Marketing and business development teams in law firms have quickly expanded across Asia in recent years, mainly because the merits of effective marketing and business development have become more evident and valuable in the eyes of many legal professionals. In addition, client expectations of quality and speed of services provided have also risen immensely, increasing the competition across the industry as law firms fight to keep their key clients engaged. This has led to the growing dependence on marketing and business development teams that we now see.
Partners have become more receptive to the efforts of marketing and business development teams. Teams are adopting more of an advisory approach rather than the typical ‘support function’ approach previously experienced. Increased collaboration is being cultivated and more training is being conducted to educate fee earners on how marketing and business development teams can aid their needs most effectively. There is now a higher degree of clarity and transparency surrounding what marketing and business development do.
As a result, the quality and demand of marketing and business development professionals from hiring managers has also evolved. Hiring managers no longer just want the hard-working, efficient ‘yes-man’ candidate. They now also look for that personal touch in areas such as ambition; candidates that not only look to grow individually within a team, but also have an ambition to build bigger picture ideas to grow the firm as whole, i.e. passionate forward-looking candidates.
Marketing and business development roles are becoming more and more interactive, both internally and externally, hence why it is also so important that a hiring manger is convinced that a candidate can work well with and influence partners effectively. Communication and presentation are key.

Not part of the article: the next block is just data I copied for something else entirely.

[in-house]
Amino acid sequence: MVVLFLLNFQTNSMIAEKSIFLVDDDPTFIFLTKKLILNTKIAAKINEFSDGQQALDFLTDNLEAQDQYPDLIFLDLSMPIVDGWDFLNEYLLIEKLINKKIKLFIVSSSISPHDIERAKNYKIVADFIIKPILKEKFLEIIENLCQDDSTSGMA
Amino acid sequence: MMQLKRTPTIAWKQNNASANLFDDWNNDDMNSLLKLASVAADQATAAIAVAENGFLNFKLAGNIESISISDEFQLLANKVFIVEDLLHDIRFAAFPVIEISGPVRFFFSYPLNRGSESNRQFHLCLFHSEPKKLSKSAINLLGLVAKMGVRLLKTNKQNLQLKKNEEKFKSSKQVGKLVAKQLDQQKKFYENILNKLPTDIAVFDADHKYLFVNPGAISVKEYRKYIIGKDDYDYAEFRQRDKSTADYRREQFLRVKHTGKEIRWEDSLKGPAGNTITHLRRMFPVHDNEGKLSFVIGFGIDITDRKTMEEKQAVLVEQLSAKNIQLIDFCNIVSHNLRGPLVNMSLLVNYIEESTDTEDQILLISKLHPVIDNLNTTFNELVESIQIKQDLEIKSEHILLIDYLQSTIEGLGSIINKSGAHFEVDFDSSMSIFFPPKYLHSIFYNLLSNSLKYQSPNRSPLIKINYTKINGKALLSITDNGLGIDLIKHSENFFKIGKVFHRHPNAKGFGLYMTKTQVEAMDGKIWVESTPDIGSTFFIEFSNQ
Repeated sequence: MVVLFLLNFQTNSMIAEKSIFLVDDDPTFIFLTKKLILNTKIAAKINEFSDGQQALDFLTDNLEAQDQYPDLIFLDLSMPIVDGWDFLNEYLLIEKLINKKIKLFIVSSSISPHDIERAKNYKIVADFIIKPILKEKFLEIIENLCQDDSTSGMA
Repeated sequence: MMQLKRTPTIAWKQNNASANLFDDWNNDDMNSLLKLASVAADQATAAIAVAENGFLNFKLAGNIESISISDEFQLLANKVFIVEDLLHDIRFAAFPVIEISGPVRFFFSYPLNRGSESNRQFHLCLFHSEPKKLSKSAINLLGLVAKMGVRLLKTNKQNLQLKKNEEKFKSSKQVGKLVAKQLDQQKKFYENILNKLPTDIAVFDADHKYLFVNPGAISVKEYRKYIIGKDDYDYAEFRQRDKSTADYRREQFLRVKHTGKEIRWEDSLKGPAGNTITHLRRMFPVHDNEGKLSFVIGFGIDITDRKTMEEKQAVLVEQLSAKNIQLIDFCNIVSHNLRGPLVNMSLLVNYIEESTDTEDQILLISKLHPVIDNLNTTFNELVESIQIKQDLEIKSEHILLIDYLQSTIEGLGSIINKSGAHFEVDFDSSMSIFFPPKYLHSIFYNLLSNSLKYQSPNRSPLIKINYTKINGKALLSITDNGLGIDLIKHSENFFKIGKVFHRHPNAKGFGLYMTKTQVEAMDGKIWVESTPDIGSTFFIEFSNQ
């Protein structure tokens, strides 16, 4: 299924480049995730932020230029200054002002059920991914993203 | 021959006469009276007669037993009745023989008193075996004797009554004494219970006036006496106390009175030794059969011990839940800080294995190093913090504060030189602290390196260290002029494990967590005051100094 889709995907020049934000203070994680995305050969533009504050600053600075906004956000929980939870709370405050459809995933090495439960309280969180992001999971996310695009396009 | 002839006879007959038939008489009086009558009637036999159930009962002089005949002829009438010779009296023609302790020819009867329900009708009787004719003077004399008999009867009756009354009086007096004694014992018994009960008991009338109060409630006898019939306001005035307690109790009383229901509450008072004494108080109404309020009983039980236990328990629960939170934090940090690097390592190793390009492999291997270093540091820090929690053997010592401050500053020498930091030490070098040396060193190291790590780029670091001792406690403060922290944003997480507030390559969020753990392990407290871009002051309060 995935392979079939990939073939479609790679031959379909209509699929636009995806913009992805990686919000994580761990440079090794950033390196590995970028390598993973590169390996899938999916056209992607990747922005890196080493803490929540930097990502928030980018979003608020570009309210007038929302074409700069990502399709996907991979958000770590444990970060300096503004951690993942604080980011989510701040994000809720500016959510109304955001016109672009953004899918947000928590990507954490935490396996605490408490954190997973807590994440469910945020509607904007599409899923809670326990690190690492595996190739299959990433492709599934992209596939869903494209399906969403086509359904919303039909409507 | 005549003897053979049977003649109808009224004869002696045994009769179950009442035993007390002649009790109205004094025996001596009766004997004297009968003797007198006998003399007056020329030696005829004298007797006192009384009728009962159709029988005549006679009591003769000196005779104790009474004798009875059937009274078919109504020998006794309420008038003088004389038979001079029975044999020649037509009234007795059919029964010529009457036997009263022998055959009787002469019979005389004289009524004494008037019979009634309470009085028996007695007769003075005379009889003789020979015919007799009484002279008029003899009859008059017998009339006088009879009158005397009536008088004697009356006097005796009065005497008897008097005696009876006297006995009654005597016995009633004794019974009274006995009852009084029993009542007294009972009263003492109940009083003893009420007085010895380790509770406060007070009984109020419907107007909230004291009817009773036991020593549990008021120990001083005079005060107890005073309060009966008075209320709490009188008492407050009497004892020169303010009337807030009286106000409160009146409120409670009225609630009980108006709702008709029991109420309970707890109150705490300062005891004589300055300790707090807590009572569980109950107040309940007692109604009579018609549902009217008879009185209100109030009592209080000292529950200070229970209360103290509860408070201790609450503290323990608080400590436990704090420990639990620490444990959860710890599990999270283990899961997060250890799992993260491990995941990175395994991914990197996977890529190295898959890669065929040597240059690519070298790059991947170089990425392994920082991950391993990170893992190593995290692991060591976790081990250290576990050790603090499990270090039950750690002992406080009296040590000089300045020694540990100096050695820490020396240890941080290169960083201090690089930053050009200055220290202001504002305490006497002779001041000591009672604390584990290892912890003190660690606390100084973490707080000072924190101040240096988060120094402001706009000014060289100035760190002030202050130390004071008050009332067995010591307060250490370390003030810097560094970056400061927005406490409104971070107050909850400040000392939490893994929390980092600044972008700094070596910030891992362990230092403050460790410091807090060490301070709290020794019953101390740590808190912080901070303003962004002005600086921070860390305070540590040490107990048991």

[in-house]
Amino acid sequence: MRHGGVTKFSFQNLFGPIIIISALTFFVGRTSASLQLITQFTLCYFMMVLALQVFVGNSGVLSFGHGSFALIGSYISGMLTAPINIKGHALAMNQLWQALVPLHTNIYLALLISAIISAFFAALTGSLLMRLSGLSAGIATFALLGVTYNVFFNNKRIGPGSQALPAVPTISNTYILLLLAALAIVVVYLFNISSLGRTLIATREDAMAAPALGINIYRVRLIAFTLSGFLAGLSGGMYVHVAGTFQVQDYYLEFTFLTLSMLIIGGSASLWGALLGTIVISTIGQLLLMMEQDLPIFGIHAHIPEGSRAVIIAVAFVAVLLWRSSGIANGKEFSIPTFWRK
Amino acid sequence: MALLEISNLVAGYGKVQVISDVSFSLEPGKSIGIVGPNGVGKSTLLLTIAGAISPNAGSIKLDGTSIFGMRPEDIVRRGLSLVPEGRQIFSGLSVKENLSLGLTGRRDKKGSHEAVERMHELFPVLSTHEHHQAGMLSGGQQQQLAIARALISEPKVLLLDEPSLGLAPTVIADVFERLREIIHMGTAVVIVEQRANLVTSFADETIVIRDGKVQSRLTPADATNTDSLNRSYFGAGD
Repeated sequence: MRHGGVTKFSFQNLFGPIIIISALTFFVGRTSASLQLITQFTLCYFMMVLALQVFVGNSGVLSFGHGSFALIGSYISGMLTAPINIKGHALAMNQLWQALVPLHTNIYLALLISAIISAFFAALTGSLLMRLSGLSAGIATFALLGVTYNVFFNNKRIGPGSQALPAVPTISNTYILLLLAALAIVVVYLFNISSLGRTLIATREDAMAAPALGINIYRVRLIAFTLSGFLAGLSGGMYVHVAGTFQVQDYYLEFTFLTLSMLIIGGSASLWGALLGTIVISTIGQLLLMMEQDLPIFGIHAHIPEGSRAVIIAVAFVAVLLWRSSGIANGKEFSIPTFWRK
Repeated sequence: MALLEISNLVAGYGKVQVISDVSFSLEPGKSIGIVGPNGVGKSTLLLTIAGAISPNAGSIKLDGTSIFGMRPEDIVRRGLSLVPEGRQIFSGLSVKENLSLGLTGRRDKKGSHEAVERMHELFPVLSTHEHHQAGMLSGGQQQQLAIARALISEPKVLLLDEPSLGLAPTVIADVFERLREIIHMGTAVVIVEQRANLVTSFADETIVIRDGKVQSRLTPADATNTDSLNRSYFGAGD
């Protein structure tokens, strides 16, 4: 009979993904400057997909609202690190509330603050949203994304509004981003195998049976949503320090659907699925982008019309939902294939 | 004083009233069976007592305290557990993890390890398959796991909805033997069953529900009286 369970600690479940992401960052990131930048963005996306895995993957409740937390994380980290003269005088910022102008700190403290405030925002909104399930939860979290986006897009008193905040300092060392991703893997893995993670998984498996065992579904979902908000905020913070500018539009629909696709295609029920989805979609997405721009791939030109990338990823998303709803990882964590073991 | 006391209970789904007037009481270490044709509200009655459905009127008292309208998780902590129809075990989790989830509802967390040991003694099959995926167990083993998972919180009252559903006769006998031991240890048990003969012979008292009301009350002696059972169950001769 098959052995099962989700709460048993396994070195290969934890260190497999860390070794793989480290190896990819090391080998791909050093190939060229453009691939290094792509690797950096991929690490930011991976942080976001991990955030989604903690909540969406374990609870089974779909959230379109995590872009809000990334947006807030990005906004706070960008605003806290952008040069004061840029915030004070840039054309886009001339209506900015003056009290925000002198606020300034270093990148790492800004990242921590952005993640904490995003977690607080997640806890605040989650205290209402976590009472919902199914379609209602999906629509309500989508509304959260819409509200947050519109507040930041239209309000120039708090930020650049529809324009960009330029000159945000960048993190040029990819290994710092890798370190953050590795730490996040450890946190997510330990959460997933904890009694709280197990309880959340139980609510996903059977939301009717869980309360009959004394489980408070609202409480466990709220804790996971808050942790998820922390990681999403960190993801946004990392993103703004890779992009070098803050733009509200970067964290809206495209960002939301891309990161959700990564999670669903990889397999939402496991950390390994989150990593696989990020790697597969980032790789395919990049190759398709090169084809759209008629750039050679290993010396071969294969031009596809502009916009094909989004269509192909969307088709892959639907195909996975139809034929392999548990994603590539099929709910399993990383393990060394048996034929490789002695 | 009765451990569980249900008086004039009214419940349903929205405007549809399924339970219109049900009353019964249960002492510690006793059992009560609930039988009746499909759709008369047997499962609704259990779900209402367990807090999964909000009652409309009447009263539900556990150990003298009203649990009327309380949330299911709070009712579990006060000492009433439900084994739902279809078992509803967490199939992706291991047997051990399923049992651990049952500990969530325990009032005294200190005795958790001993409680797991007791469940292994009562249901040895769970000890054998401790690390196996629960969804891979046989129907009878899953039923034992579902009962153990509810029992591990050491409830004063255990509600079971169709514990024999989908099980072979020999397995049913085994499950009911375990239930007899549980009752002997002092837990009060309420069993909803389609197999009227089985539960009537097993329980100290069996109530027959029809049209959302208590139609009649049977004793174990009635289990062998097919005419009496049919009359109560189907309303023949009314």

Standout candidates will also be those who have a genuine interest in the business direction the firm is taking, including everything from key client programmes and client alerts, to internal communication and news on the intranet. These candidates will have a plan or idea of their own on how they can contribute to the firm. Creativity, innovation and strategic thinking are sought after. Whilst the nature of roles available are evolving, hiring managers are still looking for candidates who appreciate and accept that nitty-gritty work will always be in the job description and are also open to always looking inwards at areas for improvement no matter what level they’re at.
Previously, flexibility and open-mindedness were not commonly used terms in the legal recruitment setting, but these have become qualities that hiring managers really consider to be vital for that ideal candidate. This is especially relevant with the wave of LegalTech sweeping in. Law firms have had to re-engineer their operations, team structures and the way business decisions are made. With these types of new change management programmes being adopted by firms over the next few years, candidates must demonstrate that they understand the effect this will have on their roles and can quickly adopt to a fast-changing environment.
Last but not least, as the way we work across the globe evolves, the benefits of both regional and global partnerships are being increasingly recognised, and law firms are breaking down the barriers of communication across regions and teams. This creates a more transparent flow of internal information, including giving offices across the globe more freedom to discuss marketing campaigns using multiple angles such as culture and diversity. Stakeholders are then exposed to more ideas and perspectives, widening the potential clients they can target. As a result, hiring managers will gravitate towards those candidates who are excited to work across different time zones and encourage collaboration with different cultures and backgrounds.
With all that being said, more than ever before, when it comes down to it, a candidate with that passion and open mindedness to go the extra mile will always be first choice.